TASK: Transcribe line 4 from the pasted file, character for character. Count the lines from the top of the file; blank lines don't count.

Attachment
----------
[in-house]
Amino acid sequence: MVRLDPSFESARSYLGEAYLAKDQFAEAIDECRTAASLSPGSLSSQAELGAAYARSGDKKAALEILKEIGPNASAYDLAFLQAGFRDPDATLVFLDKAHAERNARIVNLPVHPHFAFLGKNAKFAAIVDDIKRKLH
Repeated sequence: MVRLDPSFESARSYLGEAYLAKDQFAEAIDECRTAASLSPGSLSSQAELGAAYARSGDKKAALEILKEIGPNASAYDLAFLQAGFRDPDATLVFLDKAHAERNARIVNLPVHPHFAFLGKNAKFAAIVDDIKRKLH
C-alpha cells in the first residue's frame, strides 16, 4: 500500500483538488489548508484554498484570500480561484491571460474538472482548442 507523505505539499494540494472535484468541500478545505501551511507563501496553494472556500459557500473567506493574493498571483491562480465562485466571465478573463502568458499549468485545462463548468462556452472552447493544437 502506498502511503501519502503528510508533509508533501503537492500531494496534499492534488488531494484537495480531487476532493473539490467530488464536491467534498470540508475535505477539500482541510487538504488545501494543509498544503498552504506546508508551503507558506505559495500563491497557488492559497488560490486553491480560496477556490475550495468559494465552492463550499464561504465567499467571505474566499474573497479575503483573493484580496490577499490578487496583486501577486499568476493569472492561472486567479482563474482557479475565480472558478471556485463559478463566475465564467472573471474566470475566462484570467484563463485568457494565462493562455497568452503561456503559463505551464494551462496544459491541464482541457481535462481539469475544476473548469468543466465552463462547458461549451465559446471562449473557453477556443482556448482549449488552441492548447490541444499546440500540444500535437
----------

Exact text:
C-alpha cells in the first residue's frame, strides 16, 4: 500500500483538488489548508484554498484570500480561484491571460474538472482548442 507523505505539499494540494472535484468541500478545505501551511507563501496553494472556500459557500473567506493574493498571483491562480465562485466571465478573463502568458499549468485545462463548468462556452472552447493544437 502506498502511503501519502503528510508533509508533501503537492500531494496534499492534488488531494484537495480531487476532493473539490467530488464536491467534498470540508475535505477539500482541510487538504488545501494543509498544503498552504506546508508551503507558506505559495500563491497557488492559497488560490486553491480560496477556490475550495468559494465552492463550499464561504465567499467571505474566499474573497479575503483573493484580496490577499490578487496583486501577486499568476493569472492561472486567479482563474482557479475565480472558478471556485463559478463566475465564467472573471474566470475566462484570467484563463485568457494565462493562455497568452503561456503559463505551464494551462496544459491541464482541457481535462481539469475544476473548469468543466465552463462547458461549451465559446471562449473557453477556443482556448482549449488552441492548447490541444499546440500540444500535437